On that Wednesday the theatre was crowded. The star attraction was Margaret Kennedy, a statuesque if somewhat clumsy actress with a fine voice, famed for 'breeches' roles in which she played male parts. The evening's receipts were to go to her benefit, and she was to sing the part of Colin in Rose and Colin, a short comic opera by Charles Dibdin, and the male lead - Meadows - in Thomas Arne's extremely popular opera, Love in a Village.
Caterina Galli and Martha Ray were more than casual theatre-goers. They might have chosen that evening to go to Drury Lane to see a much-acclaimed production of Shakespeare's Macbeth, but they preferred comic opera and Mrs Kennedy because of their love of music. Caterina Galli was herself a famous singer and music teacher. A pupil of Handel, she had starred in his operas and oratorios in the 1740s and 1750s, usually singing male roles. After a spell back in her native Italy, she returned to London for two seasons before retiring in 1776. Martha Ray, though she had never performed professionally, was also a singer of great accomplishment, with a passion, shared by Sandwich, for Handel. Ray had been tutored by a number of musicians at Sandwich's expense, and Galli, as well as being Ray's companion, had sung with her at private concerts arranged by the Earl. It seems likely that Sandwich hoped to attend the performance at Covent Garden that evening - he had earlier cancelled a dinner with friends at the Admiralty - but was prevented from enjoying himself because of the press of Admiralty business.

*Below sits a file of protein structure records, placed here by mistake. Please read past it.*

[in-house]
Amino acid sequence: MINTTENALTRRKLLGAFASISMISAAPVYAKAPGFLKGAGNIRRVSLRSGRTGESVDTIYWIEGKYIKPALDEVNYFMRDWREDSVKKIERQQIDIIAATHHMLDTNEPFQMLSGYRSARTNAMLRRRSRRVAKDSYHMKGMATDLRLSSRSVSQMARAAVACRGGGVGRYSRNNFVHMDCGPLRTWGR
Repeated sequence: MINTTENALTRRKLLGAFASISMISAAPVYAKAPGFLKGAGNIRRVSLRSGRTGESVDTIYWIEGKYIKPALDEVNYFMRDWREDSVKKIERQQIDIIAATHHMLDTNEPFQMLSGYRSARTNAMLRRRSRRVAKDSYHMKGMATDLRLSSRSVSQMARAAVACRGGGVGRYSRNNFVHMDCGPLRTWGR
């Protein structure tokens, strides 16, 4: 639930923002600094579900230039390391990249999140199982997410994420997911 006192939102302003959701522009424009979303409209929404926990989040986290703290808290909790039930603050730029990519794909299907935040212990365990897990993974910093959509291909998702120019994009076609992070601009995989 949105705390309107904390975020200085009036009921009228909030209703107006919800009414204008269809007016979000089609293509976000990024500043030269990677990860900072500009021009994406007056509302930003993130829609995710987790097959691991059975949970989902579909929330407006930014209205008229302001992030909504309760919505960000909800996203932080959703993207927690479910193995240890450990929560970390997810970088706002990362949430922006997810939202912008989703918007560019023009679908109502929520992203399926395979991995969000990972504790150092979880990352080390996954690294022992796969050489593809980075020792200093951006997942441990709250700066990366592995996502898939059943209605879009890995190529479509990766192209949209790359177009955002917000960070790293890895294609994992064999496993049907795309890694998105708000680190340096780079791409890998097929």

Mrs Kennedy and Love in a Village were apt objects of Martha Ray's attention. Mrs Kennedy, like Martha Ray, had achieved success through the attentions of a male admirer: she had been spotted by Thomas Arne, singing songs in a pub near St Giles, one of the least salubrious parts of London.
Excerpted from A SENTIMENTAL MURDER by JOHN BREWER Copyright © 2004 by John Brewer. Excerpted by permission.
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Meet the Author
John Brewer is the author of many books, including The Pleasures of the Imagination (FSG, 1997), which won the Wolfson History Prize. He teaches at the California Institute of Technology in Pasadena.